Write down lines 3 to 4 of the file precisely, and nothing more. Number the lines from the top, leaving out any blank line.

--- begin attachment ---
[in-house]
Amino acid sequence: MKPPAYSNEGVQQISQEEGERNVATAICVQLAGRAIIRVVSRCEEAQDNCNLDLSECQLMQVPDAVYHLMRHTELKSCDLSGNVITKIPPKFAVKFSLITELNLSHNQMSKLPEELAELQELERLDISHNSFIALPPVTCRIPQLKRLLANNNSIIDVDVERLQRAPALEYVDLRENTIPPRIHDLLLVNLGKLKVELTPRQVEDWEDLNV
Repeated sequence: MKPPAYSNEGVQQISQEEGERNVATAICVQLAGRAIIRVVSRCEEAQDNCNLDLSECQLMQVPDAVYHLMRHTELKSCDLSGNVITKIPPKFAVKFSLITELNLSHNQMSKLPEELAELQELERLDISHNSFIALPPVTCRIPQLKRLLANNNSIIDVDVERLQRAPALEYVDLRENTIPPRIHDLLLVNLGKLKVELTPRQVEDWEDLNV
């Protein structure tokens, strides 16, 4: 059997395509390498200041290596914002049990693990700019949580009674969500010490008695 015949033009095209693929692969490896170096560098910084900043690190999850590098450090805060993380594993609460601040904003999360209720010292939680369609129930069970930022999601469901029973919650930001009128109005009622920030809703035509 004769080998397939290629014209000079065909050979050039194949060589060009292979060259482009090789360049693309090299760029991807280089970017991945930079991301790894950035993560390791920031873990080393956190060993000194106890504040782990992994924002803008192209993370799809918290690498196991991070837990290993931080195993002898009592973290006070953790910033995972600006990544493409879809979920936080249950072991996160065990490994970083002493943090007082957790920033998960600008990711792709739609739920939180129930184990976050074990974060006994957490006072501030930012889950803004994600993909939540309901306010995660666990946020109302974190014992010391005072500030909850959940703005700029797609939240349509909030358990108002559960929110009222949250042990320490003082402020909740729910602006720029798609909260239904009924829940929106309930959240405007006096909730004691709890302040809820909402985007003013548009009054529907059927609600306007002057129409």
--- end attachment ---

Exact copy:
Repeated sequence: MKPPAYSNEGVQQISQEEGERNVATAICVQLAGRAIIRVVSRCEEAQDNCNLDLSECQLMQVPDAVYHLMRHTELKSCDLSGNVITKIPPKFAVKFSLITELNLSHNQMSKLPEELAELQELERLDISHNSFIALPPVTCRIPQLKRLLANNNSIIDVDVERLQRAPALEYVDLRENTIPPRIHDLLLVNLGKLKVELTPRQVEDWEDLNV
């Protein structure tokens, strides 16, 4: 059997395509390498200041290596914002049990693990700019949580009674969500010490008695 015949033009095209693929692969490896170096560098910084900043690190999850590098450090805060993380594993609460601040904003999360209720010292939680369609129930069970930022999601469901029973919650930001009128109005009622920030809703035509 004769080998397939290629014209000079065909050979050039194949060589060009292979060259482009090789360049693309090299760029991807280089970017991945930079991301790894950035993560390791920031873990080393956190060993000194106890504040782990992994924002803008192209993370799809918290690498196991991070837990290993931080195993002898009592973290006070953790910033995972600006990544493409879809979920936080249950072991996160065990490994970083002493943090007082957790920033998960600008990711792709739609739920939180129930184990976050074990974060006994957490006072501030930012889950803004994600993909939540309901306010995660666990946020109302974190014992010391005072500030909850959940703005700029797609939240349509909030358990108002559960929110009222949250042990320490003082402020909740729910602006720029798609909260239904009924829940929106309930959240405007006096909730004691709890302040809820909402985007003013548009009054529907059927609600306007002057129409």